Demurrage – delay caused by Terminal Operators’ failure to adhere to loading regulations – liability for demurrage ensuing for TO’s principals
The vessel loaded crude oil at the Akpo FPSO (Floating Production Storage and Off-loading unit), Port Harcourt, Nigeria, pursuant to a BP Voy 3 form contract.
Loading was subject to extensive governmental regulation which required inter alia, the presence of an official to unlock the padlock securing the export valve through which the oil was pumped onto the vessel.
In the absence of the designated official, the Terminal Operator severed the padlock and loaded the vessel in violation of the regulations. This violation led to the vessel being detained by the authorities for 7 days in which the circumstances of the loading were investigated. After this, and once the facts had been established, a demand was made by the Nigerian government for the payment of a heavy fine to secure the release of the vessel. The imposition of the fine, which was paid by the TO, delayed the vessel for a further 7 days.
The following clauses of the charterparty were relevant:
“If vessel delayed for more than 3 hours after hoses disconnected for charterers’ purposes or waiting cargo documentation, then full time to count”; and
“Any delay(s) arising from arrest or restraint of princes shall provided always that the cause of the delay(s) was not within the reasonable control of charterers count at one half laytime, or if the vessel is on demurrage at one half of the demurrage rate”.
In a trial involving multiple parties, disponent owners claimed demurrage from charterers who claimed indemnities from a chain of FOB sellers of the cargo.
Teare J upheld the claim for demurrage in respect of the first seven days. He considered the imposition of the fine as restraint of princes (based on expert evidence of Nigerian law) and held that the appropriate rate was half the demurrage rate.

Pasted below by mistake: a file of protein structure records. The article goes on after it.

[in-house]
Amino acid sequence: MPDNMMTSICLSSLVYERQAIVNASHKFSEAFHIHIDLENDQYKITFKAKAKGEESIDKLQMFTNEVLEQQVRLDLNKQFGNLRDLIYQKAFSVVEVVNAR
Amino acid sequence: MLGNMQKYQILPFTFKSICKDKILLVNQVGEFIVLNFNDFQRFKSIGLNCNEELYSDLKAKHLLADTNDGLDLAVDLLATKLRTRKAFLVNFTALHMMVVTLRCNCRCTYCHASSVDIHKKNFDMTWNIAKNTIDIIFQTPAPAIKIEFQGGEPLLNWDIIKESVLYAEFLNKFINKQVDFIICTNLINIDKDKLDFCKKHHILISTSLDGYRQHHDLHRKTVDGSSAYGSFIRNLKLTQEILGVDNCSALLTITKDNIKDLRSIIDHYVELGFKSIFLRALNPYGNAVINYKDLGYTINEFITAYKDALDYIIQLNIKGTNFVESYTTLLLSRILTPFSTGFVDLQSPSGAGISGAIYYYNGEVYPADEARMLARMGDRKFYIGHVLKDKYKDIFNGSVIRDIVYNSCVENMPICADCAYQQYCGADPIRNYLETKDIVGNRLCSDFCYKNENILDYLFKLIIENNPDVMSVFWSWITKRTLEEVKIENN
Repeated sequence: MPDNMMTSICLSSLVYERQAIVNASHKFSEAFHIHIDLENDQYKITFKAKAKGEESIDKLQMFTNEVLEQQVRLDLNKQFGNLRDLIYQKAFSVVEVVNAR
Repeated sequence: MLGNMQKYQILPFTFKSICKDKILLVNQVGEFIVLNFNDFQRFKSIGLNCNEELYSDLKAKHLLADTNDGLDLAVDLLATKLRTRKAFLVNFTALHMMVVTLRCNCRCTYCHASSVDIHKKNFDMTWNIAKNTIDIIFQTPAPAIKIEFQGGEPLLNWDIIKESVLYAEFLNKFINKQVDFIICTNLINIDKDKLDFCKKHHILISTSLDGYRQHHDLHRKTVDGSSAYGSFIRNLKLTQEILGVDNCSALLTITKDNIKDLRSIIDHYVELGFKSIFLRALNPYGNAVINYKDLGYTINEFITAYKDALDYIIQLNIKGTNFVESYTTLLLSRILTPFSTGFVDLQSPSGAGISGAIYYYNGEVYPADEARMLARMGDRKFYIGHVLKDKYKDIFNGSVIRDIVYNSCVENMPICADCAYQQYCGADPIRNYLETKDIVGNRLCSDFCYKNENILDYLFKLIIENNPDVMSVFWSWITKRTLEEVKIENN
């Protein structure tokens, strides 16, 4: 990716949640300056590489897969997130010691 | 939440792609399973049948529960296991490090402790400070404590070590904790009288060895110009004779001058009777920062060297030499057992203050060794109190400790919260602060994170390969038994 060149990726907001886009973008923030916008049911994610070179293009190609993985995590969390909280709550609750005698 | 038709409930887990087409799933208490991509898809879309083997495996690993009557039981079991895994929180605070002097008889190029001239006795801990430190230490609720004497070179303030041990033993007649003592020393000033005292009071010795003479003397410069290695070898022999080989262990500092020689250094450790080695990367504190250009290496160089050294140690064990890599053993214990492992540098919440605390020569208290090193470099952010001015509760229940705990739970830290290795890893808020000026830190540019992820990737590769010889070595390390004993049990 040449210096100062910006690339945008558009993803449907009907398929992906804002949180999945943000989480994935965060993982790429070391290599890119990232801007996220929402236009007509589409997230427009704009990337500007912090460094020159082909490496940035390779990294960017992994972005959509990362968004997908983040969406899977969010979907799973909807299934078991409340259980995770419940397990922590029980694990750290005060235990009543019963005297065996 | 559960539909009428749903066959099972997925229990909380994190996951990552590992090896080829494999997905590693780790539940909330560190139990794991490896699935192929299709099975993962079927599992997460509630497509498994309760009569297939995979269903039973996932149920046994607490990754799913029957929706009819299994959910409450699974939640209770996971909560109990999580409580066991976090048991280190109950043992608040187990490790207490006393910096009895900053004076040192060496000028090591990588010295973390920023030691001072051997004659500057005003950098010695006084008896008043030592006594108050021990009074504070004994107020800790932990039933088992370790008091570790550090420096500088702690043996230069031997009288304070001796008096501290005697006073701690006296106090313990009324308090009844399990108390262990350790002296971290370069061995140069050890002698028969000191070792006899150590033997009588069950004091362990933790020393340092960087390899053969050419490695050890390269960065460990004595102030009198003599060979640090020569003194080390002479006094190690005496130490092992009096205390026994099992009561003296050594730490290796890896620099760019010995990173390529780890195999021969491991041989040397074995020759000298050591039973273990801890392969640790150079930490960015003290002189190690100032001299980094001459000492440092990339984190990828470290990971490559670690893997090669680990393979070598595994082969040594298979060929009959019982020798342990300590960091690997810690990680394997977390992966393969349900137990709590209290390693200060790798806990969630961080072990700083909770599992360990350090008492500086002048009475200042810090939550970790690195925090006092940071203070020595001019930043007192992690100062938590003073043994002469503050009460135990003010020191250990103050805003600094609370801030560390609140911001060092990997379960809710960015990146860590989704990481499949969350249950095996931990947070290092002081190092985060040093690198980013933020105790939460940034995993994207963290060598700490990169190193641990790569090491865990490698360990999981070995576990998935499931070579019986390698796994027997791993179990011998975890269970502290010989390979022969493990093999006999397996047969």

Notwithstanding that he found that violation by the Terminal Operator was a breach of the charterparty (the TO’s conduct being attributed to the charterers) rendering charterers liable for demurrage, he found that the effect of the same violation, i.e. refusal by the authorities to allow the vessel to leave, was an event beyond the reasonable control of the sale parties, and so, force majeure for the purposes of the sale contracts. On this basis he refused indemnity up the chain of FOB sales.
Longmore LJ, in the Court of Appeal (Tomlinson and Underhill LJJ concurring), found that the fine imposed by the Nigerian Government was neither “restraint of princes” nor was it sufficient to break the chain of causation arising from the Terminal Operator’s violation, a breach attributable to the charterers.
In the result, the shipowners were entitled to full demurrage for the entire period of delay.
Also, he held that the effect of the violation, i.e. the refusal on the part of the authorities to allow the vessel to sail, was not an event beyond the reasonable control of the FOB sale parties (their agent, the TO’s conduct being the subject of the enquiry).
In the result, liability could be passed up to the original FOB sellers.
The difference between the two courts, ultimately rested on the estimation of the violation.
Longmore LJ was not impressed by the Terminal Operator’s exculpatory account of events. Teare J, on the other hand, did not view this stark instance of self-help in a serious light.
Longmore LJ resolved the inherent contradiction in Teare J’s approach which labeled the Terminal Operator’s violation as a breach in respect of the one contract but at the same time grounds for force majeure in the others.
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